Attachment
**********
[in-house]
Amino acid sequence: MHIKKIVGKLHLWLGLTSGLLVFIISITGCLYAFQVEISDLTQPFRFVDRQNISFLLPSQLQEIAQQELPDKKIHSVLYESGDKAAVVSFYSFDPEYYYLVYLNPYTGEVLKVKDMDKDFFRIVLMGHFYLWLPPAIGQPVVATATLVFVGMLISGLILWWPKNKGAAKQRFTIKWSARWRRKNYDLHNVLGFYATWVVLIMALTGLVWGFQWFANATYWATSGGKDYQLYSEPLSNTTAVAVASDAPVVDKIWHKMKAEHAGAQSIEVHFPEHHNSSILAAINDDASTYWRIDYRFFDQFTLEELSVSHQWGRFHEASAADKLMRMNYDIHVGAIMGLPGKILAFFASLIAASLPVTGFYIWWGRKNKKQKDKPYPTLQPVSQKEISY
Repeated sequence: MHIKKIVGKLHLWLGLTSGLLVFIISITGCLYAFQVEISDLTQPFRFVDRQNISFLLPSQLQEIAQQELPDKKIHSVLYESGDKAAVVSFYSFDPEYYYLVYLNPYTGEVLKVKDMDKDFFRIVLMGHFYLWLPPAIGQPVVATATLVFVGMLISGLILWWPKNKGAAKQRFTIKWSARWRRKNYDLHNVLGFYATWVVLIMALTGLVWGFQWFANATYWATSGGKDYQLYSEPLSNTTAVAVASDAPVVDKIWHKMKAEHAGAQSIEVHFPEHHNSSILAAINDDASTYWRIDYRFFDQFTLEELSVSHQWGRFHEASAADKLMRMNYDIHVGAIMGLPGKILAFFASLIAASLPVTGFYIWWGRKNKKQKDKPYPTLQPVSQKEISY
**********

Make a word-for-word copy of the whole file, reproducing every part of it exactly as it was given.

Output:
[in-house]
Amino acid sequence: MHIKKIVGKLHLWLGLTSGLLVFIISITGCLYAFQVEISDLTQPFRFVDRQNISFLLPSQLQEIAQQELPDKKIHSVLYESGDKAAVVSFYSFDPEYYYLVYLNPYTGEVLKVKDMDKDFFRIVLMGHFYLWLPPAIGQPVVATATLVFVGMLISGLILWWPKNKGAAKQRFTIKWSARWRRKNYDLHNVLGFYATWVVLIMALTGLVWGFQWFANATYWATSGGKDYQLYSEPLSNTTAVAVASDAPVVDKIWHKMKAEHAGAQSIEVHFPEHHNSSILAAINDDASTYWRIDYRFFDQFTLEELSVSHQWGRFHEASAADKLMRMNYDIHVGAIMGLPGKILAFFASLIAASLPVTGFYIWWGRKNKKQKDKPYPTLQPVSQKEISY
Repeated sequence: MHIKKIVGKLHLWLGLTSGLLVFIISITGCLYAFQVEISDLTQPFRFVDRQNISFLLPSQLQEIAQQELPDKKIHSVLYESGDKAAVVSFYSFDPEYYYLVYLNPYTGEVLKVKDMDKDFFRIVLMGHFYLWLPPAIGQPVVATATLVFVGMLISGLILWWPKNKGAAKQRFTIKWSARWRRKNYDLHNVLGFYATWVVLIMALTGLVWGFQWFANATYWATSGGKDYQLYSEPLSNTTAVAVASDAPVVDKIWHKMKAEHAGAQSIEVHFPEHHNSSILAAINDDASTYWRIDYRFFDQFTLEELSVSHQWGRFHEASAADKLMRMNYDIHVGAIMGLPGKILAFFASLIAASLPVTGFYIWWGRKNKKQKDKPYPTLQPVSQKEISY